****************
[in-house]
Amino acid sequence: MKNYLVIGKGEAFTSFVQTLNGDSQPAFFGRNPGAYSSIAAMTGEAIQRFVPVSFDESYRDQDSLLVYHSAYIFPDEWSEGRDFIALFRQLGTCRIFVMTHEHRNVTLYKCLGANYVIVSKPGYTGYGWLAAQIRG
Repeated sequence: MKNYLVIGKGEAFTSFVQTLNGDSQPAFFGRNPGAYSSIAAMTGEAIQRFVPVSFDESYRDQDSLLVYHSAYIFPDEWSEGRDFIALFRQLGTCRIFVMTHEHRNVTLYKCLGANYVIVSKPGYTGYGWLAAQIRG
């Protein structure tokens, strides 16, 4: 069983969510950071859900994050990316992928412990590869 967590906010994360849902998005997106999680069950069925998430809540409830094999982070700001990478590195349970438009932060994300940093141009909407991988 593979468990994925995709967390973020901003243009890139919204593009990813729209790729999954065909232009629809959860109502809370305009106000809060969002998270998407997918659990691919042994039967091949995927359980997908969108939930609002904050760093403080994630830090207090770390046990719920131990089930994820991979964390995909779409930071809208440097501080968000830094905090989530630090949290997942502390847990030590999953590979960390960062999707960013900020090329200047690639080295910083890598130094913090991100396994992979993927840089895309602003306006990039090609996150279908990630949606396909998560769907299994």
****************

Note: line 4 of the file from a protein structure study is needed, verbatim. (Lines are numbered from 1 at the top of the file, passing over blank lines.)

């Protein structure tokens, strides 16, 4: 069983969510950071859900994050990316992928412990590869 967590906010994360849902998005997106999680069950069925998430809540409830094999982070700001990478590195349970438009932060994300940093141009909407991988 593979468990994925995709967390973020901003243009890139919204593009990813729209790729999954065909232009629809959860109502809370305009106000809060969002998270998407997918659990691919042994039967091949995927359980997908969108939930609002904050760093403080994630830090207090770390046990719920131990089930994820991979964390995909779409930071809208440097501080968000830094905090989530630090949290997942502390847990030590999953590979960390960062999707960013900020090329200047690639080295910083890598130094913090991100396994992979993927840089895309602003306006990039090609996150279908990630949606396909998560769907299994």